7-Eleven blames franchisees for underpaying staff, franchisees insist otherwise

By Sarah Stowe | 29 Oct 2015 View comments


UPDATE: 7-Eleven has announced that it will establish an independent panel chaired by a qualified person(s) to receive and examine claims, including underpayment of staff by franchisees and franchise agreement terms.
“The key factor here is that the panel will receive, review, and process any claim of underpayment, and authorise repayment where this is appropriate,” said Chief Executive Officer Warren Wilmot.

The owners of the convenience store franchise 7-Eleven have blamed franchisees for underpaying workers, as the company faces accusations of a systematic cover-up.

Franchising experts have noted that these kinds of accusations aren't entirely new in the convenience sector, and may be widespread issues across a number of brands, not just 7-Eleven.

Former consumer watchdog Allan Fels spoke out against the 7-Eleven franchise model and says the only way franchisees can make a living is by ripping off their workers, according to an ABC report.

Fels’s assessment comes amid allegations of widespread underpayment of wages and adjusting payroll records within the country’s biggest convenience store franchise.

"My impression, my strong impression, is that the only way a franchisee can make a go of it in most cases is by underpaying workers, by illegal behaviour," Professor Fels, the former chairman of the Australian Competition and Consumer Commission (ACCC) told the ABC.

Professor Fels said that while franchisees were at fault for underpaying staff, they were being put into a difficult situation by the franchise agreement imposed by the alleged “powerful franchisor”, 7-Eleven’s head office.

The Fair Work Ombudsman (FWO) is investigating 7-Eleven following findings of three raids of more than 80 stores in the past six years.

The latest raids of 20 stores in September 2014, found that 60 percent were underpaying staff and doctoring their payroll.

In an exclusive interview with Four Corners and Fairfax Media FWO Natalie James said the investigation was looking into the whether head office was – at all – complicit in the fraud.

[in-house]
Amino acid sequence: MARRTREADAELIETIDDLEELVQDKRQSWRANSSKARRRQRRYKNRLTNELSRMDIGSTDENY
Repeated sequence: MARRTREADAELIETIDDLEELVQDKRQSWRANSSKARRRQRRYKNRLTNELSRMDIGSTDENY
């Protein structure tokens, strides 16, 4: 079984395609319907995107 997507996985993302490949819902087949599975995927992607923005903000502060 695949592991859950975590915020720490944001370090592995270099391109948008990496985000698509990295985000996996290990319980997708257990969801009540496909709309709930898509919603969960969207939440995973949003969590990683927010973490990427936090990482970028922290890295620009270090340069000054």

"That is something that we're looking at, at the moment," she told the ABC.

"The question that I would put to 7-Eleven is, 'What's your contribution to this problem, to this conduct? What steps are you not taking that you might take to ensure that your franchisees are doing the right thing?'"

7-Eleven released a statement on August 29 outlining that it does not condone the actions of franchisees that don't meet their obligations as an employer:

"7-Eleven Stores Pty Ltd (7-Eleven) is Australia’s largest petrol and convenience retailer, managing a successful franchise model across approximately 620 stores for 38 years. We are an industry leader in franchising and retailing, providing operational, administrative and business support to more than 450 franchisees. 

"We take our responsibility as a franchisor seriously. We ensure we provide education and support to assist our franchisees to meet all their legal obligations, including their obligations as the employers of store staff.  7-Eleven is extremely disappointed that a number of franchisees have chosen not to meet their obligations as employers.
 
"We are deeply concerned about the personal impact on affected employees or former employees, and the damage such actions cause to franchisees who are trusted, reliable and responsible small business owners, meeting their obligations as employers. 
 
"Our business does not condone the action of any franchisee who does not meet their employer obligations, and we do not and will not hesitate to take any appropriate action, under law and within the franchise agreement, where a franchisee is found to be in contravention of the law."
 
Principal of The Franchise & Business Lawyers Elizabeth Gore-Jones told SmartCompany that while the responsibility is on franchisees to comply with the law, when it comes to running their business 7-Eleven is in a position where they need to take matters into their own hands and sort out the situation.
 
“Sometimes common sense needs to prevail over the legal rights and obligations outlined in the franchise agreement and in this instance the franchisor has been given a pretty clear indication that something is awry in the franchise system and action is required,” Gore-Jones says.
 
FWO has released a statement on its website outlining that legal proceedings are set to commence against a 7-Eleven retail store in Sydney, which allegedly underpaid two migrant workers almost $50,000.
 
According to the franchise agreement head office takes 57 percent of gross profits with the franchisee receiving the remainder.
 
7-Eleven stores are open 24 hours a day, seven days a week, which equates to an estimated wage bill of $230,000 a year for a store with one employee working each shift.